Double Effect and Moral Relevance Curious Artifact or Bulwark

Many critics of Double Effect and even some of its proponents have focused on its Roman Catholic origins, questioning its moral relevance outside of absolutist Roman Catholicism (Boyle 1991a, 1991b; Quill, Dresser et al.). Indeed, this is the most common challenge articulated in the bioethics literature. What, then, can be said of the moral relevance of the PDE outside of absolutist Roman Catholicism? Should bioethicists outside of Roman Catholic moral tradition view the PDE as little more than the curious invention of sectarian casuistry?

To understand this challenge, it is important to highlight the fact that the Roman Catholic moral tradition, in which the PDE emerged, absolutely prohibits certain types or classes of action, including active euthanasia, abortion, murder, and suicide (Boyle, 1991b). In such a tradition, the question of appropriate act description and classification is of paramount importance. The intention condition of the PDE helps to delimit what counts as falling into a given class of action (recall Aquinas's claim, cited above, that the way an act is to be classified depends on intention). Provided an act does not fall into one of the absolutely forbidden classes of action, one may then apply the proportionate reason condition to help determine the permissibility of bringing about the evil effect. Thus, the moral relevance of the PDE and, in particular, of the intention/foresight distinction, is easy to establish in the context of Roman Catholicism with its absolute prohibitions on certain types of acts.

The claim that Double Effect is morally relevant only within the context of absolutist Roman Catholicism is highly problematic. As discussed above, the most fundamental element of the PDE is a conceptual distinction between intention and foresight. Arguably, the normative significance of any conceptual distinction will depend on the normative framework within which the distinction is operative (Aulisio, 1996, 1997). The central distinction of PDE, intention/foresight, is embedded in ordinary language and common morality, and is arguably important for certain areas of Anglo-American law despite its emphasis on individual autonomy (e.g., law of attempts, distinction between murder one and manslaughter; etc.) (Aulisio, 1996). More importantly, any moral framework, absolutist or not, that incorporates deontic constraints, formulated in terms of intention, on consequentialist considerations may have use of the intention/foresight distinction (and, therefore, the PDE) (Nagel; Kagan; Quinn, 1993; Beauchamp; Kamm, 2001).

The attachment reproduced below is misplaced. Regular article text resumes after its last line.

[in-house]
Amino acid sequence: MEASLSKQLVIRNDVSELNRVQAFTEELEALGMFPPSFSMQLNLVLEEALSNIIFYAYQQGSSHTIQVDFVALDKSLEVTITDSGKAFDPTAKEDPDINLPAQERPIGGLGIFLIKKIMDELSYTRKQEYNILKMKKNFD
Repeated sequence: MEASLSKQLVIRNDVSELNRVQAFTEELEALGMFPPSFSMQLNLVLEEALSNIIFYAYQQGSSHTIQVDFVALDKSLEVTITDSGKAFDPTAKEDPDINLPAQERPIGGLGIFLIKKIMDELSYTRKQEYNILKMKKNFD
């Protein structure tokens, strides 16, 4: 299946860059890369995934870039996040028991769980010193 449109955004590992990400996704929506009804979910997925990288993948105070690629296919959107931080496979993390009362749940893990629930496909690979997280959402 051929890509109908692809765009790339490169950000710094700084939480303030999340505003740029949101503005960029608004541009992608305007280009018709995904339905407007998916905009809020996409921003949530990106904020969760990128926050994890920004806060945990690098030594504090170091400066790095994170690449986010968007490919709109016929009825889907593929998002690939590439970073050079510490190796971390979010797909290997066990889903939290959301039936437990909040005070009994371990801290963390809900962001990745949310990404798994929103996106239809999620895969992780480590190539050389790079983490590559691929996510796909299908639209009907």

If the preceding discussion is on target, given the wide variety of moral frameworks that incorporate deontic constraints formulated in terms of intention, it seems likely that the PDE will continue to be relevant to a range of bioethics issues. This does not mean that proponents of the PDE can rest easily, however. Serious challenges to the PDE remain. Chief among these are challenges to the conceptual tenability and practical applicability of the intention/foresight distinction, and the need for an adequate theory of intention to address these challenges. Though interesting and important in their own right, it seems unlikely that these matters will inhibit continued vigorous bioethics debate concerning the application of the PDE to vexing cases.

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